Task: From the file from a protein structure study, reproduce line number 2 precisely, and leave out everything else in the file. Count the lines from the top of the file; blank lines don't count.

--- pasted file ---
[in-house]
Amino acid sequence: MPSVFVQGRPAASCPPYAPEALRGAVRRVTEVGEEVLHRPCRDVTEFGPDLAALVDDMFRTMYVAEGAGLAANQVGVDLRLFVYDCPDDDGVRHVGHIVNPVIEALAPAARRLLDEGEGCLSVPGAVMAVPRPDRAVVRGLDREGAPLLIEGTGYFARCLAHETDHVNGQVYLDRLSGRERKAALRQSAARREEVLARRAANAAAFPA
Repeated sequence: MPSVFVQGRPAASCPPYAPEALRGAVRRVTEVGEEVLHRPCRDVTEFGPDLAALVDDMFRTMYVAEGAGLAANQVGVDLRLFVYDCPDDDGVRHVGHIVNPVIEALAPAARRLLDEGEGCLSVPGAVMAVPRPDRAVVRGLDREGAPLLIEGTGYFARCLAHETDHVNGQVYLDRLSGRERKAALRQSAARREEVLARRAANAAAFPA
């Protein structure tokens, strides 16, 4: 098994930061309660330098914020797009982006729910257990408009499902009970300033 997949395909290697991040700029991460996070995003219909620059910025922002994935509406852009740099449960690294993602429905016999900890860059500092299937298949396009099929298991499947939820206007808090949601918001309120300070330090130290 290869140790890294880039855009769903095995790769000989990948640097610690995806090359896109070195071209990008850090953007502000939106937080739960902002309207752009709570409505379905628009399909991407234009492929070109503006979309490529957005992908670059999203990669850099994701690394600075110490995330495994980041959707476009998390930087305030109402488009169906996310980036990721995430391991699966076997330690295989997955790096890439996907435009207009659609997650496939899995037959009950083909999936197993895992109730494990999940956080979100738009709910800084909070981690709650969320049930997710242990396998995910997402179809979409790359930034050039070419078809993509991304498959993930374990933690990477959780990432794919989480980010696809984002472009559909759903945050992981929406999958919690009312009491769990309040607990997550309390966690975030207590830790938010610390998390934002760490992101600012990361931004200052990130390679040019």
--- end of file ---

Amino acid sequence: MPSVFVQGRPAASCPPYAPEALRGAVRRVTEVGEEVLHRPCRDVTEFGPDLAALVDDMFRTMYVAEGAGLAANQVGVDLRLFVYDCPDDDGVRHVGHIVNPVIEALAPAARRLLDEGEGCLSVPGAVMAVPRPDRAVVRGLDREGAPLLIEGTGYFARCLAHETDHVNGQVYLDRLSGRERKAALRQSAARREEVLARRAANAAAFPA